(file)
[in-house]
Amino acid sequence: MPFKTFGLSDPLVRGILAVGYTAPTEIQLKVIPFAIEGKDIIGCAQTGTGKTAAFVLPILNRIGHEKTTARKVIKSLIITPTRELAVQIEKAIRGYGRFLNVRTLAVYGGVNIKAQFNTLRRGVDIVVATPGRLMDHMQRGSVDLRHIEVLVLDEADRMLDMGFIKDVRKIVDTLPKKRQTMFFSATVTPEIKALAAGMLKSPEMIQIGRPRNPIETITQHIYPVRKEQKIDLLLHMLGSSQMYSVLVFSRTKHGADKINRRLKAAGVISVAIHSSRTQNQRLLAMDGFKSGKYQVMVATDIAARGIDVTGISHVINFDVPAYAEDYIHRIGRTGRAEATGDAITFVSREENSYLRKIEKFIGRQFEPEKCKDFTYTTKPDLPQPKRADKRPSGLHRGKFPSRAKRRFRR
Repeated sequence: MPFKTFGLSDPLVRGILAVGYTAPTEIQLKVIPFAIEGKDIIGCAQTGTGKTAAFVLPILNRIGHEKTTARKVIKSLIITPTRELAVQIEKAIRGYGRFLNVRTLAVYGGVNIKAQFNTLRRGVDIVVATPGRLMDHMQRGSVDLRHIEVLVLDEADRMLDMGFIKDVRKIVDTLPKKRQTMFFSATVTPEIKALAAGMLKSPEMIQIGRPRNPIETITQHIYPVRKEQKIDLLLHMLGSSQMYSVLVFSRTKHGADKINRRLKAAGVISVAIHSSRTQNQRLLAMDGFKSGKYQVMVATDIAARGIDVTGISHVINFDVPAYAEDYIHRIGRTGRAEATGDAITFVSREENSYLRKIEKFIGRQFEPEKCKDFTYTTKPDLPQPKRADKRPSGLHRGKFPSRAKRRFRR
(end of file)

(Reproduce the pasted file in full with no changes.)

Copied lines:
[in-house]
Amino acid sequence: MPFKTFGLSDPLVRGILAVGYTAPTEIQLKVIPFAIEGKDIIGCAQTGTGKTAAFVLPILNRIGHEKTTARKVIKSLIITPTRELAVQIEKAIRGYGRFLNVRTLAVYGGVNIKAQFNTLRRGVDIVVATPGRLMDHMQRGSVDLRHIEVLVLDEADRMLDMGFIKDVRKIVDTLPKKRQTMFFSATVTPEIKALAAGMLKSPEMIQIGRPRNPIETITQHIYPVRKEQKIDLLLHMLGSSQMYSVLVFSRTKHGADKINRRLKAAGVISVAIHSSRTQNQRLLAMDGFKSGKYQVMVATDIAARGIDVTGISHVINFDVPAYAEDYIHRIGRTGRAEATGDAITFVSREENSYLRKIEKFIGRQFEPEKCKDFTYTTKPDLPQPKRADKRPSGLHRGKFPSRAKRRFRR
Repeated sequence: MPFKTFGLSDPLVRGILAVGYTAPTEIQLKVIPFAIEGKDIIGCAQTGTGKTAAFVLPILNRIGHEKTTARKVIKSLIITPTRELAVQIEKAIRGYGRFLNVRTLAVYGGVNIKAQFNTLRRGVDIVVATPGRLMDHMQRGSVDLRHIEVLVLDEADRMLDMGFIKDVRKIVDTLPKKRQTMFFSATVTPEIKALAAGMLKSPEMIQIGRPRNPIETITQHIYPVRKEQKIDLLLHMLGSSQMYSVLVFSRTKHGADKINRRLKAAGVISVAIHSSRTQNQRLLAMDGFKSGKYQVMVATDIAARGIDVTGISHVINFDVPAYAEDYIHRIGRTGRAEATGDAITFVSREENSYLRKIEKFIGRQFEPEKCKDFTYTTKPDLPQPKRADKRPSGLHRGKFPSRAKRRFRR